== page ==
This week lawmakers in Nevada and Rhode Island have introduced bills that would prohibit slow drivers from using the far left lane.
Rhode Island Considers Action To Keep Slow Pokes Right
In Rhode Island, Representative Dennis Canario has introduced a bill that would allow police to issue $85 citations to drivers who use the far left lane for anything other than passing other vehicles. Canario, a former police officer, believes that keeping slower traffic out of the left lane is a safety issue. He says, “It forces [passing drivers] into the second or first lane and this becomes a dangerous situation to the motoring public.’
Canario notes that most drivers realize that it is common courtesy to keep out of the left lane if you’re not passing, but some seem to need a reminder: “I think most of us learned that in driving school but as time goes on, we forget that.”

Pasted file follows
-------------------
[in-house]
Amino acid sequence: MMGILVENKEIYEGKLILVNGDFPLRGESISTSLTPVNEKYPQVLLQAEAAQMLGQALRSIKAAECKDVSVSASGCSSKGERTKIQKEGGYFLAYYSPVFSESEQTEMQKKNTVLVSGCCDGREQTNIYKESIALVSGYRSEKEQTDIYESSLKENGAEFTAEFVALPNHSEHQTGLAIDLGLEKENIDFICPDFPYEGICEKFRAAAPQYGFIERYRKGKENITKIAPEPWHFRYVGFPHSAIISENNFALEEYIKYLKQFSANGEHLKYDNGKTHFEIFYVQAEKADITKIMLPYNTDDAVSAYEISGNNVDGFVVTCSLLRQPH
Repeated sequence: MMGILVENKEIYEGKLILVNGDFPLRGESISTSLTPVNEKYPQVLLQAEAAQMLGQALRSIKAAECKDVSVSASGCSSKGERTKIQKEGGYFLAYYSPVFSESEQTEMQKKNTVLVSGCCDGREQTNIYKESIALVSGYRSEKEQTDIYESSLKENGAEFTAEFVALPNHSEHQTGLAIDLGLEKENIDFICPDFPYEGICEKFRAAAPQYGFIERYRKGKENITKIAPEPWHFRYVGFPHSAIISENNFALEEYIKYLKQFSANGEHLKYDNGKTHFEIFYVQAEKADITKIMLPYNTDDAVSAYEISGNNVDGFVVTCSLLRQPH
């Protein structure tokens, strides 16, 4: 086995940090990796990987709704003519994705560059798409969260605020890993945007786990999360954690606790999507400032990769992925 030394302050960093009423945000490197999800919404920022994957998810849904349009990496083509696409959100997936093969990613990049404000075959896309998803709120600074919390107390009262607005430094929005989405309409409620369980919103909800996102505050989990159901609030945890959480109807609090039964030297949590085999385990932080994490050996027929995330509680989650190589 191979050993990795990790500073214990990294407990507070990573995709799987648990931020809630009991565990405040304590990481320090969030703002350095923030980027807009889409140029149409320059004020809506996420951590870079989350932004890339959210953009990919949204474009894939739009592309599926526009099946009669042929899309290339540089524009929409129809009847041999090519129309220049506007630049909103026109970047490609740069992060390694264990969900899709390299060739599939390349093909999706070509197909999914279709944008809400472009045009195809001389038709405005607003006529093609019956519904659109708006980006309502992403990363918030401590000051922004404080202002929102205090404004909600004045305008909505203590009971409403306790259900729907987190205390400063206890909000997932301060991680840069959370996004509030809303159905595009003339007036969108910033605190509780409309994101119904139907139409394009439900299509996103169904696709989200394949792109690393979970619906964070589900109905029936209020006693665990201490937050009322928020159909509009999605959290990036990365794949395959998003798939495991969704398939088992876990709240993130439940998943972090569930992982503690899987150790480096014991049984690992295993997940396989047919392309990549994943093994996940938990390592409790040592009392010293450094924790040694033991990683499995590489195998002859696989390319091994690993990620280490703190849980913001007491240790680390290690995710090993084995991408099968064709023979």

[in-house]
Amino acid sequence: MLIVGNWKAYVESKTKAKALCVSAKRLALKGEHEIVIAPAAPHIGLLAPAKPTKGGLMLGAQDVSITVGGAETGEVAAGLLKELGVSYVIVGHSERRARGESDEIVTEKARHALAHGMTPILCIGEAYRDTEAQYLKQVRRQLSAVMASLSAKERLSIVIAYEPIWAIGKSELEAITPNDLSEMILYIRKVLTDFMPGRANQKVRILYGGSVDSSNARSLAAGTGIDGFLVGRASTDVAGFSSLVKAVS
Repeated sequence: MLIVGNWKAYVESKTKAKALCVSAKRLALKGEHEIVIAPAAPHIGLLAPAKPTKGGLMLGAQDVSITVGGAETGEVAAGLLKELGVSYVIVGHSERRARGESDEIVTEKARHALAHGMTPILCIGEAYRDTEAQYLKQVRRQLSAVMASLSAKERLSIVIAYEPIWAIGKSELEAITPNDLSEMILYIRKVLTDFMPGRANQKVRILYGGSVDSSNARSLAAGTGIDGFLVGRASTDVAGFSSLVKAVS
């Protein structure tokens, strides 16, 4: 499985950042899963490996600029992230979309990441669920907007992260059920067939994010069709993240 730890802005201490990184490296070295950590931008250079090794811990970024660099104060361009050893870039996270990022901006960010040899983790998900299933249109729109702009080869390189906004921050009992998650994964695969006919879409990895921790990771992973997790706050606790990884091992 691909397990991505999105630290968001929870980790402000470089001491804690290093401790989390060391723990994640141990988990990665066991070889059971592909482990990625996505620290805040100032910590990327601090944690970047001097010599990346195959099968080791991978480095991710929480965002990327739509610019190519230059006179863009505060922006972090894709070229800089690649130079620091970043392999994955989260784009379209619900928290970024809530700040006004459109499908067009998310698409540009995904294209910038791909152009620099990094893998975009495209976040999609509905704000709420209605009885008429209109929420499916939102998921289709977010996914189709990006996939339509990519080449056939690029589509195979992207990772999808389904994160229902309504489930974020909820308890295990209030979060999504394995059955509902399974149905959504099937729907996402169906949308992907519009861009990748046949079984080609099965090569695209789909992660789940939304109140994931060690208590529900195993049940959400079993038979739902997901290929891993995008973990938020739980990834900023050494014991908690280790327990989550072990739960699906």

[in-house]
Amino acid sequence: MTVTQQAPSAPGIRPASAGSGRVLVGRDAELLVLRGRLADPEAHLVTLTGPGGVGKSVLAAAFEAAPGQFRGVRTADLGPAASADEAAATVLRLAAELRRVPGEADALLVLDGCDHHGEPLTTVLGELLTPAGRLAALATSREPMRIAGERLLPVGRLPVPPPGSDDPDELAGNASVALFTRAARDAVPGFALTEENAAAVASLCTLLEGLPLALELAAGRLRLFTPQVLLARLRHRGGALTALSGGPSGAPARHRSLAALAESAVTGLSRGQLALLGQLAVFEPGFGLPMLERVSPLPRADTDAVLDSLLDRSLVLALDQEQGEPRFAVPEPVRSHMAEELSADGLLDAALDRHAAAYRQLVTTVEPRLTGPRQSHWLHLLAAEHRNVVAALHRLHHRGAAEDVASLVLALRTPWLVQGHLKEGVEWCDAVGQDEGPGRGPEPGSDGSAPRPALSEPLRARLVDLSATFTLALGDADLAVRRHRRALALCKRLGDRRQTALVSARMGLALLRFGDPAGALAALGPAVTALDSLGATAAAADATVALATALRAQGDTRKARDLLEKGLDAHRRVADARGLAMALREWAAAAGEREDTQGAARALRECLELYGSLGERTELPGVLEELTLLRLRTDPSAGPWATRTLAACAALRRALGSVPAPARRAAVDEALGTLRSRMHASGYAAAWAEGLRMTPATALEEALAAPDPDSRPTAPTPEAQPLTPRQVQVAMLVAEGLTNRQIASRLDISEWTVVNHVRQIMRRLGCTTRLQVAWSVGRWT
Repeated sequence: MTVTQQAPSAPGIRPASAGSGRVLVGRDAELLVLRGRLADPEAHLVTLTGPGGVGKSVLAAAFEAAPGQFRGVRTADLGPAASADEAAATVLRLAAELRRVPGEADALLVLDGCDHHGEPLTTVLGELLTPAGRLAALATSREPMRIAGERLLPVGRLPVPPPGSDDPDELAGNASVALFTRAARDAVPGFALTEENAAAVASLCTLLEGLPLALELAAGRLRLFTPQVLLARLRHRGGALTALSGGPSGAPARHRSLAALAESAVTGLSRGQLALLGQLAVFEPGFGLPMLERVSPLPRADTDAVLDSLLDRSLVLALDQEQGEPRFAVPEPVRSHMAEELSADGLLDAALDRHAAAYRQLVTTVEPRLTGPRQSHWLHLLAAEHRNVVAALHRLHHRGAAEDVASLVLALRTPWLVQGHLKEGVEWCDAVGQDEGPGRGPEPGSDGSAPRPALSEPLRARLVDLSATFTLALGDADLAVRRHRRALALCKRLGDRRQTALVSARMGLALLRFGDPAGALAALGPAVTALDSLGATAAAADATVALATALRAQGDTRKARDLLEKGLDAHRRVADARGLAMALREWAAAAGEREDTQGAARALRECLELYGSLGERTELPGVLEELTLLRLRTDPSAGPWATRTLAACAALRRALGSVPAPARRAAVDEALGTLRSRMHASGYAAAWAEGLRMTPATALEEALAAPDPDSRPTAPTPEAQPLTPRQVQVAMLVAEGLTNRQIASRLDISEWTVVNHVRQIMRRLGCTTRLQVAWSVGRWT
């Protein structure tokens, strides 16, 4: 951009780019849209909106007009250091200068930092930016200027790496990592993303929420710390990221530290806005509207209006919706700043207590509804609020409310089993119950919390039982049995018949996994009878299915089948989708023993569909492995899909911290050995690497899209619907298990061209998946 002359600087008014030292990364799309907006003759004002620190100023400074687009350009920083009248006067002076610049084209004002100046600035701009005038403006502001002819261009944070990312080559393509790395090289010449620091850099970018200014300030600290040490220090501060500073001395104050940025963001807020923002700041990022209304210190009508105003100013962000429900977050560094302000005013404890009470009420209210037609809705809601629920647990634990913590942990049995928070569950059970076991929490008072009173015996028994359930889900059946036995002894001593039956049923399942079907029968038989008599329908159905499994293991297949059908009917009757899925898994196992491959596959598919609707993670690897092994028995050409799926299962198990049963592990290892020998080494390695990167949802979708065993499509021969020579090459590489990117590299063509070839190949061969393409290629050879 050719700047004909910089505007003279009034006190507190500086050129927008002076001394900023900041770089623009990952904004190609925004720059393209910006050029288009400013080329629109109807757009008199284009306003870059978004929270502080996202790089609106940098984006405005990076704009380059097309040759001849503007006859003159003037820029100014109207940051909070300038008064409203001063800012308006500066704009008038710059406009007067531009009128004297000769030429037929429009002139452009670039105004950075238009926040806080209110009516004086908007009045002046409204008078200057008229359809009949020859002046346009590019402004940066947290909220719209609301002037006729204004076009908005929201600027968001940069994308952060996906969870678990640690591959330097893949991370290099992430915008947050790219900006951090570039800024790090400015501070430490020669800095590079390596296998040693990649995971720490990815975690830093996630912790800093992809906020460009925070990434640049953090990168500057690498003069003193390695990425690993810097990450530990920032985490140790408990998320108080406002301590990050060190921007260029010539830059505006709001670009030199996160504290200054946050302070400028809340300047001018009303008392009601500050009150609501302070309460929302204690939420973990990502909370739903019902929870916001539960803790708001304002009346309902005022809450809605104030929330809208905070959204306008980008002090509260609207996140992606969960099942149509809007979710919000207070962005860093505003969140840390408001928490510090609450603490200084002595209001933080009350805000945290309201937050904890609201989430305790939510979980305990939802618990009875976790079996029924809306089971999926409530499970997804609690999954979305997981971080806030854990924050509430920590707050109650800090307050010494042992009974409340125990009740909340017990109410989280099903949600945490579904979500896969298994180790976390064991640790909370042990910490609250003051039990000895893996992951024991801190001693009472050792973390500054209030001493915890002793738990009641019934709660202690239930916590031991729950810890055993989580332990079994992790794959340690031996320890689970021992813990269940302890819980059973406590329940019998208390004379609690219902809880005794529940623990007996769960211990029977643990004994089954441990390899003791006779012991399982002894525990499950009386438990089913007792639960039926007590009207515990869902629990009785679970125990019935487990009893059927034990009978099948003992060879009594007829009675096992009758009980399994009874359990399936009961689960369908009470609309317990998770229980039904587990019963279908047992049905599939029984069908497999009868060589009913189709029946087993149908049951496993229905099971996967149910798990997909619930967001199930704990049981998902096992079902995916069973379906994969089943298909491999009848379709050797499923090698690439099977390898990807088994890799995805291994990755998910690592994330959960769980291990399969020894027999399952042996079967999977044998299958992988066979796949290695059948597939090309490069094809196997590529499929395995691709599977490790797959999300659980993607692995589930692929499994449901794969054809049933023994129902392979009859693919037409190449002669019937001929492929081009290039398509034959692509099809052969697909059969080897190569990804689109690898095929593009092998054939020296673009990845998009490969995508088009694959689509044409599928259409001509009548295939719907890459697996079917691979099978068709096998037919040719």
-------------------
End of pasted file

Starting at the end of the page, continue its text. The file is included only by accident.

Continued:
Canario also encourages drivers to be self-aware: “My motto is if you’re looking ahead of you and there are no cars, and you look in the rearview mirror and there’s a quarter of a mile of cars behind you, then apparently you are the problem.”
Canario’s proposed legislation would only apply to three lane highways.
Nevada Bill Would Require Slower Traffic To Move Right For Faster Vehicles
Nevada lawmakers Chris Edwards and John Ellison introduced similar legislation on Monday. The proposed bill would require a vehicle traveling in the far left lane to move right if the a faster vehicle is approaching from behind. If the bill passes, a first time offense would result in a $50 citation. The second offense would earn a driver a $100 ticket. A third offense would cost a habitual left-lane lingerer $250. The bill would allow for exemptions in the case of severe weather or emergencies.
Oklahoma, Oregon, and Virginia are also considering similar legislation to ban slow left lane drivers. New York, Michigan, and Massachusetts already have laws targeting left lane drivers on the books.